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Summer at the E






My work has not changed, only the circumstances. I am grateful to help make a difference during this pandemic and so appreciative to the volunteers and all medical staff dedicating all their energy to this fight. Together we make the difference.

Alumna Helps Heal New York

Josy Cash Cassin ‘06 is a Certified Registered Nurse Anesthetist who currently works at Mount Sinai Hospital in New York City where she has been for the past five years. Her days have never been routine, since for her, administering anesthesia covers all specialties ranging from orthopaedics and plastics to neurology and obstetrics. Prior to COVID-19, her typical day began with pre-operative interviews with patients and formulations of individualized anesthesia plans. As she accompanied her patients to surgery, she continually monitored their brain, heart, lungs, fluids, and pain levels. Even after surgery, she helped her patients transition from the recovery area to discharge.

During the COVID-19 pandemic, all of this has changed, and Josy has adapted to new roles because elective surgeries were put on hold. Due to the unique skill set of anesthesia providers, Josy was put on an emergency COVID-19 intubation team for the hospital. Intubation essentially involves placing a breathing tube in the trachea, and this has been needed more often with patients in respiratory distress from COVID-19. Her “new normal” includes shifts being altered to cover weekends with nights and hours increasing to thirteen hours around the clock. In addition, Josy and her colleagues manage patients in an overflow ICU unit which was built into the surgical recovery area (PACU) in less than two days. In the ICU, the team of anesthesiologists mainly function as intensivists and perform a number of tasks, including interpreting radiology and lab reports, running ventilator machines, placing breathing tubes and accessory IV lines, telephone conferencing family members, and adjusting treatment plans. She accomplishes all of this while continuing to learn the intricacies of COVID-19.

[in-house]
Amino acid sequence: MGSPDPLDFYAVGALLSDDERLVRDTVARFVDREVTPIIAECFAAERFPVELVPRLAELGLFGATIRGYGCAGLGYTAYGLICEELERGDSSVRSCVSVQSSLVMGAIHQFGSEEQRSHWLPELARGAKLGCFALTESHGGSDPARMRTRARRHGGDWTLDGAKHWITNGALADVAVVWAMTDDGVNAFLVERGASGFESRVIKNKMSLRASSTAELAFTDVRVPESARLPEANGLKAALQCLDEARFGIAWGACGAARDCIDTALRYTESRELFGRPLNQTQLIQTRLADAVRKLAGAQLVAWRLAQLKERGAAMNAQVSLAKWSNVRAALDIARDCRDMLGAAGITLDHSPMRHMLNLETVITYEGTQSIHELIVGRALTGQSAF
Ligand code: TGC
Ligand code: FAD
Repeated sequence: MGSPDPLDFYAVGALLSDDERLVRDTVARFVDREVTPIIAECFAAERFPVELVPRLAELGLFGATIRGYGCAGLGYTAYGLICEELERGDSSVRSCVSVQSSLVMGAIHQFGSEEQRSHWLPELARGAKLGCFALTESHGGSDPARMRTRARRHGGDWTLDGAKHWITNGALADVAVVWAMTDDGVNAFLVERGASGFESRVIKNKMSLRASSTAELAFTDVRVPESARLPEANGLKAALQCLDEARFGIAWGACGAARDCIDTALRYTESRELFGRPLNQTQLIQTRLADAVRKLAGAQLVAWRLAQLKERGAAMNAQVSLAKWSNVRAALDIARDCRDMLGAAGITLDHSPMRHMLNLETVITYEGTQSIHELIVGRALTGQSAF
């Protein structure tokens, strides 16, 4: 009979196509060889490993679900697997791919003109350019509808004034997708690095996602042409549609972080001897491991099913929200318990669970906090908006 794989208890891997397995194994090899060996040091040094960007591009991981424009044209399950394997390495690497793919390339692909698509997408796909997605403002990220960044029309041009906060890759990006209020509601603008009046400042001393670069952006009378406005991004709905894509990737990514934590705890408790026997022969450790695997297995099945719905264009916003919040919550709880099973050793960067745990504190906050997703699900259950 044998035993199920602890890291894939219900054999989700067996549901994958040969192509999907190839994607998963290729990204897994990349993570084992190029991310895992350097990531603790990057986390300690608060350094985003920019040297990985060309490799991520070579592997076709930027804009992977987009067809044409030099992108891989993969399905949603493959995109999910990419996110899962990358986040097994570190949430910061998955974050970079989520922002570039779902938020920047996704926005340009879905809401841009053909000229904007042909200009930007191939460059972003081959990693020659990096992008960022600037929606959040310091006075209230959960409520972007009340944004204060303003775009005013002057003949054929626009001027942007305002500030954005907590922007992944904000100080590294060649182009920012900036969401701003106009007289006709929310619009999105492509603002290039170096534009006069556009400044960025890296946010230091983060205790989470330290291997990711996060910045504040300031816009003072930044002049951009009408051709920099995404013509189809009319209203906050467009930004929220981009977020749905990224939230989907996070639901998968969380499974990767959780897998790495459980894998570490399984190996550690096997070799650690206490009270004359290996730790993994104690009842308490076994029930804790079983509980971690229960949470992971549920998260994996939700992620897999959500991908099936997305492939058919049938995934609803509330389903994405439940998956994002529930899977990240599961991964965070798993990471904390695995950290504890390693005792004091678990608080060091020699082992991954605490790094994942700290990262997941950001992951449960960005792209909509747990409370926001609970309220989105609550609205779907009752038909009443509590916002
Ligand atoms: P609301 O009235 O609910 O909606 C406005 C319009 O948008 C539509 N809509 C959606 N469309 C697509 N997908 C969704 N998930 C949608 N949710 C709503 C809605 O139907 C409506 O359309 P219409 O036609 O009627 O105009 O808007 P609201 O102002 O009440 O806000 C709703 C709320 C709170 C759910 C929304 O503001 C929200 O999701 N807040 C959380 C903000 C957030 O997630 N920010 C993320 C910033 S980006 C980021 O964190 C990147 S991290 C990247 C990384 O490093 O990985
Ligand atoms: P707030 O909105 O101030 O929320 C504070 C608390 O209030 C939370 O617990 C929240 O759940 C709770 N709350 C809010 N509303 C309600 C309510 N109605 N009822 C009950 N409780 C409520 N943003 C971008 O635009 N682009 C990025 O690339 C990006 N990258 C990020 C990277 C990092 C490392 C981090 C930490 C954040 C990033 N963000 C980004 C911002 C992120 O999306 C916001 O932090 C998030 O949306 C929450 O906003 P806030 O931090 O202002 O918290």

During this uncertain time, Josy and her colleagues have adapted quickly to help in as many ways as possible, never hesitating with each new challenge as hospitals have morphed into unknown territories, the details of which are difficult to describe. In her own words:

When I walk into the hospital in the morning, I often wonder how many people will need an intubation or how many will have a cardiac arrest that day. We are called so often to intubate and attend cardiac arrests that it is hard to keep count on certain days. Increased demand for high acuity patients is sadly the new reality for us. The combination of uncomfortable head to toe PPE (personal protective equipment) and the increased pressure really adds to an already stressful environment. We have all been taken out of our comfort zone, but despite it all, my colleagues and I have adapted to the change and continue to support each other and keep morale high. COVID 19 patients become very sick, very fast. As we all know, the virus primarily attacks the lungs. It also can cascade into kidney failure, coagulation (blood clotting) problems, sepsis, heart failure and death which has been the most challenging to witness. The underlying nature of the virus is extremely unpredictable and has been observed across all age groups and there remains much more to learn about its intricate patterns. I think the most challenging aspect for healthcare providers is that despite our best efforts to save everyone, a majority of patients on extended ventilator support due to the virus cannot be saved.